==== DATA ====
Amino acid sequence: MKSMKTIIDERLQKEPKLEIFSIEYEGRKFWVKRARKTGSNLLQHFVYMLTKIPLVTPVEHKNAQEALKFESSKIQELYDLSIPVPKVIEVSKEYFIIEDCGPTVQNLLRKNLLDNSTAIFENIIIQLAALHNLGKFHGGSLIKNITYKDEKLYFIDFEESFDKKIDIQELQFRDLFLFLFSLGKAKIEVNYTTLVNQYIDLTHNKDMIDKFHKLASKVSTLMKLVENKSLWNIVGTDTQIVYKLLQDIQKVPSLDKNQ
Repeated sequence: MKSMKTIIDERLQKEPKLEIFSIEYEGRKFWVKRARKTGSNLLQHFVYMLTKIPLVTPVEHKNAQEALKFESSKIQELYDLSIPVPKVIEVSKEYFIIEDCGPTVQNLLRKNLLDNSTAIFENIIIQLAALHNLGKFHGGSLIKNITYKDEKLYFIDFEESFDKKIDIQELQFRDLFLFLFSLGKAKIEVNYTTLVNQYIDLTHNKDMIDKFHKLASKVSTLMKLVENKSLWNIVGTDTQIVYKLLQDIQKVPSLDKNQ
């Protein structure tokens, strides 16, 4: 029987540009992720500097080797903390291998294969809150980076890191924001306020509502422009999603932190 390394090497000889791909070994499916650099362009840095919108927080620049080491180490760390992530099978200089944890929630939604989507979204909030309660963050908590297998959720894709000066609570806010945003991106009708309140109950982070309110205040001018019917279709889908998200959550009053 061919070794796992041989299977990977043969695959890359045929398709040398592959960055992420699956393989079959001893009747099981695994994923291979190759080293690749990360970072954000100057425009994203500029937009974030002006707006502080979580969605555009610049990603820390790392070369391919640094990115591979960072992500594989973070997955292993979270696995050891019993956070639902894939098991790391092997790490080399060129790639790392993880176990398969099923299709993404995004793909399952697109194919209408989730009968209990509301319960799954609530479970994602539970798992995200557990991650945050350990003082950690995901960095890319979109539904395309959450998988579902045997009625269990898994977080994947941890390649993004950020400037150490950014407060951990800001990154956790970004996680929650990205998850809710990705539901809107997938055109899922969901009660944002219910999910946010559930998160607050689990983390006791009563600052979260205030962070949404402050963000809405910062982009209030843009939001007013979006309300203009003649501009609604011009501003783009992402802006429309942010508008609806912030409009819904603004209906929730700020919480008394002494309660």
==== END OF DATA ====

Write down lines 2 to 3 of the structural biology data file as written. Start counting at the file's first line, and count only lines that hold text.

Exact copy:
Repeated sequence: MKSMKTIIDERLQKEPKLEIFSIEYEGRKFWVKRARKTGSNLLQHFVYMLTKIPLVTPVEHKNAQEALKFESSKIQELYDLSIPVPKVIEVSKEYFIIEDCGPTVQNLLRKNLLDNSTAIFENIIIQLAALHNLGKFHGGSLIKNITYKDEKLYFIDFEESFDKKIDIQELQFRDLFLFLFSLGKAKIEVNYTTLVNQYIDLTHNKDMIDKFHKLASKVSTLMKLVENKSLWNIVGTDTQIVYKLLQDIQKVPSLDKNQ
């Protein structure tokens, strides 16, 4: 029987540009992720500097080797903390291998294969809150980076890191924001306020509502422009999603932190 390394090497000889791909070994499916650099362009840095919108927080620049080491180490760390992530099978200089944890929630939604989507979204909030309660963050908590297998959720894709000066609570806010945003991106009708309140109950982070309110205040001018019917279709889908998200959550009053 061919070794796992041989299977990977043969695959890359045929398709040398592959960055992420699956393989079959001893009747099981695994994923291979190759080293690749990360970072954000100057425009994203500029937009974030002006707006502080979580969605555009610049990603820390790392070369391919640094990115591979960072992500594989973070997955292993979270696995050891019993956070639902894939098991790391092997790490080399060129790639790392993880176990398969099923299709993404995004793909399952697109194919209408989730009968209990509301319960799954609530479970994602539970798992995200557990991650945050350990003082950690995901960095890319979109539904395309959450998988579902045997009625269990898994977080994947941890390649993004950020400037150490950014407060951990800001990154956790970004996680929650990205998850809710990705539901809107997938055109899922969901009660944002219910999910946010559930998160607050689990983390006791009563600052979260205030962070949404402050963000809405910062982009209030843009939001007013979006309300203009003649501009609604011009501003783009992402802006429309942010508008609806912030409009819904603004209906929730700020919480008394002494309660």